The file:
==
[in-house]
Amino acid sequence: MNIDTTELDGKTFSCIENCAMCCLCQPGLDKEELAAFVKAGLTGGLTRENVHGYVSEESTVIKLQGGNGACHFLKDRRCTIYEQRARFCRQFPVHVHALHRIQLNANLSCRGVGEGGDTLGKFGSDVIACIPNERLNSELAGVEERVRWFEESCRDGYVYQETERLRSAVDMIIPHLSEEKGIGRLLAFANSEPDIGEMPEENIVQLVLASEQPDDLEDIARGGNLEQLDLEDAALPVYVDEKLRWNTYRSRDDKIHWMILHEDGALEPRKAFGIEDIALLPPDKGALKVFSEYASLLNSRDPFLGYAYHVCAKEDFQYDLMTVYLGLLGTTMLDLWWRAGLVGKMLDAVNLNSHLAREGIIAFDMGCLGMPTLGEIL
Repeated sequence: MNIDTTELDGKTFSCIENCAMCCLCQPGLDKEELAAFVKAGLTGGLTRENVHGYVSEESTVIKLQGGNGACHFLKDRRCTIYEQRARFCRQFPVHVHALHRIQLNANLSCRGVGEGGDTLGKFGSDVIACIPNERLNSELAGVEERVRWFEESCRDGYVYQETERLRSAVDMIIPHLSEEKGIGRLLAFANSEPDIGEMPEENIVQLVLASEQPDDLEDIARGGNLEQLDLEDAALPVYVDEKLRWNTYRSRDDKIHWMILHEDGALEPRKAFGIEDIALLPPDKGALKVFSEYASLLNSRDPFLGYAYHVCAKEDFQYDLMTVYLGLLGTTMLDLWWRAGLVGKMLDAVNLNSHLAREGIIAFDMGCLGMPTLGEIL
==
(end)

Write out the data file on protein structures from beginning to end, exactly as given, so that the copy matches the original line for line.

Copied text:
[in-house]
Amino acid sequence: MNIDTTELDGKTFSCIENCAMCCLCQPGLDKEELAAFVKAGLTGGLTRENVHGYVSEESTVIKLQGGNGACHFLKDRRCTIYEQRARFCRQFPVHVHALHRIQLNANLSCRGVGEGGDTLGKFGSDVIACIPNERLNSELAGVEERVRWFEESCRDGYVYQETERLRSAVDMIIPHLSEEKGIGRLLAFANSEPDIGEMPEENIVQLVLASEQPDDLEDIARGGNLEQLDLEDAALPVYVDEKLRWNTYRSRDDKIHWMILHEDGALEPRKAFGIEDIALLPPDKGALKVFSEYASLLNSRDPFLGYAYHVCAKEDFQYDLMTVYLGLLGTTMLDLWWRAGLVGKMLDAVNLNSHLAREGIIAFDMGCLGMPTLGEIL
Repeated sequence: MNIDTTELDGKTFSCIENCAMCCLCQPGLDKEELAAFVKAGLTGGLTRENVHGYVSEESTVIKLQGGNGACHFLKDRRCTIYEQRARFCRQFPVHVHALHRIQLNANLSCRGVGEGGDTLGKFGSDVIACIPNERLNSELAGVEERVRWFEESCRDGYVYQETERLRSAVDMIIPHLSEEKGIGRLLAFANSEPDIGEMPEENIVQLVLASEQPDDLEDIARGGNLEQLDLEDAALPVYVDEKLRWNTYRSRDDKIHWMILHEDGALEPRKAFGIEDIALLPPDKGALKVFSEYASLLNSRDPFLGYAYHVCAKEDFQYDLMTVYLGLLGTTMLDLWWRAGLVGKMLDAVNLNSHLAREGIIAFDMGCLGMPTLGEIL